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Of the thousands of hikers who attempt to thru-hike the 2,190 miles of Appalachian Trail each year, only about 25% complete the trail. The Appalachian Trail is a prolific trek, covered by the travel writing greats (cc: Bill Bryson) and attempted by outdoor enthusiasts from around the world. To give us the full download on how to prepare for hiking the Appalachian Trail—including the most popular routes and landmarks, getting your gear together, and the culture of the Appalachian Trail—we tapped thru-hiker Carolyn Mohn. Mohn thru-hiked the Appalachian Trail in 2017 and is now a member of the Blue Mountain Eagle Climbing Club and a dedicated trail maintainer responsible for four miles of the Appalachian Trail near Rausch Gap in Pennsylvania.
For those considering taking time off to hike the Appalachian Trail, here’s what you need to know about the entire experience:
The Most Popular Appalachian Trail Routes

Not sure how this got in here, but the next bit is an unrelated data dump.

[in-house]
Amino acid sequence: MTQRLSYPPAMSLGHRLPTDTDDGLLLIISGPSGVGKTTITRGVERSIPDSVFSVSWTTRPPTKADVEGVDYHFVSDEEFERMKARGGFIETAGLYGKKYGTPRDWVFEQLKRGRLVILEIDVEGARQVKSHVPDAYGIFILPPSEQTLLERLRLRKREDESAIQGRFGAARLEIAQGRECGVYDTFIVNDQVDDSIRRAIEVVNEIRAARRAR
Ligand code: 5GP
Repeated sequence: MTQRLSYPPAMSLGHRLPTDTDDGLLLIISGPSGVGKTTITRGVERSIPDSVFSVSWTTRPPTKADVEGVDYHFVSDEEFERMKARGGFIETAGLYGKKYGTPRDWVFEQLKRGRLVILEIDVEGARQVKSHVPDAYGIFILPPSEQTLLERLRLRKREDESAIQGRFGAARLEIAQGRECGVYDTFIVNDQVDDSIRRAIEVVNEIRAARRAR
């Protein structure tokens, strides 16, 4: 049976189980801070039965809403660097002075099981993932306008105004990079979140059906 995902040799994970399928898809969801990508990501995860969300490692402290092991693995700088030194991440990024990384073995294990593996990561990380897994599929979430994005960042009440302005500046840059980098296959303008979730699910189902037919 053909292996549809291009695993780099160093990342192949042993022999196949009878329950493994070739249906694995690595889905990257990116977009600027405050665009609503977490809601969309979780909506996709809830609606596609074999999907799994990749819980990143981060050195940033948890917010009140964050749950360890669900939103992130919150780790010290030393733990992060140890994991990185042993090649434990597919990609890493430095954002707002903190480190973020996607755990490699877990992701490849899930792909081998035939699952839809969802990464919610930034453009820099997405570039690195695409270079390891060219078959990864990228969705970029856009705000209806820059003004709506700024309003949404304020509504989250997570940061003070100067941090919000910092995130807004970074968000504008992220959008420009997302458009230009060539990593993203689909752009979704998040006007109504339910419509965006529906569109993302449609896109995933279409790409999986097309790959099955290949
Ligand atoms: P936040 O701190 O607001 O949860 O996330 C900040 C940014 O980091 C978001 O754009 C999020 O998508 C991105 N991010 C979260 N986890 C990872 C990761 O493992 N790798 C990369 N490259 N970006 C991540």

Mohn lays out the three ways you can thru-hike the Appalachian Trail. It should be noted that for it to count as a thru-hike, the entire trail must be completed within 12 months, though thru-hiking typically takes five to seven months.
The North-Bound route, or NOBO, is “what the vast majority of potential thru-hikers set out to do.” It starts at Springer Mountain, in Georgia, and ends at the summit of Mount Katahdin in Maine.
The South-Bound route, or SOBO, is “less popular because you’re starting in some of the hardest hiking.” SOBO hikers start at Mount Katahdin and end at Springer Mountain.
The final approach of thru-hiking is the Appalachian Trail Flip-Flop, where you hike the trail in deliberately sectioned out pieces. “There’s tons of ways to do a flip-flop,” says Mohn. “But the ATC [Appalachian Trail Conservancy] organizes a Flip-Flop kickoff from Harpers Ferry.”
Mohn flip-flopped and reminds hikers that the “AT Conservancy really encourages flip-flopping! It’s less impact on the trail that gets crowded in the spring with north-bounders.”
“I didn’t want to deal with crowded shelters or snow in the south. You wouldn’t think that a trail gets ‘crowded’ but when you have everyone wanting to camp near a shelter, that’s when crowding becomes an issue,” she continues.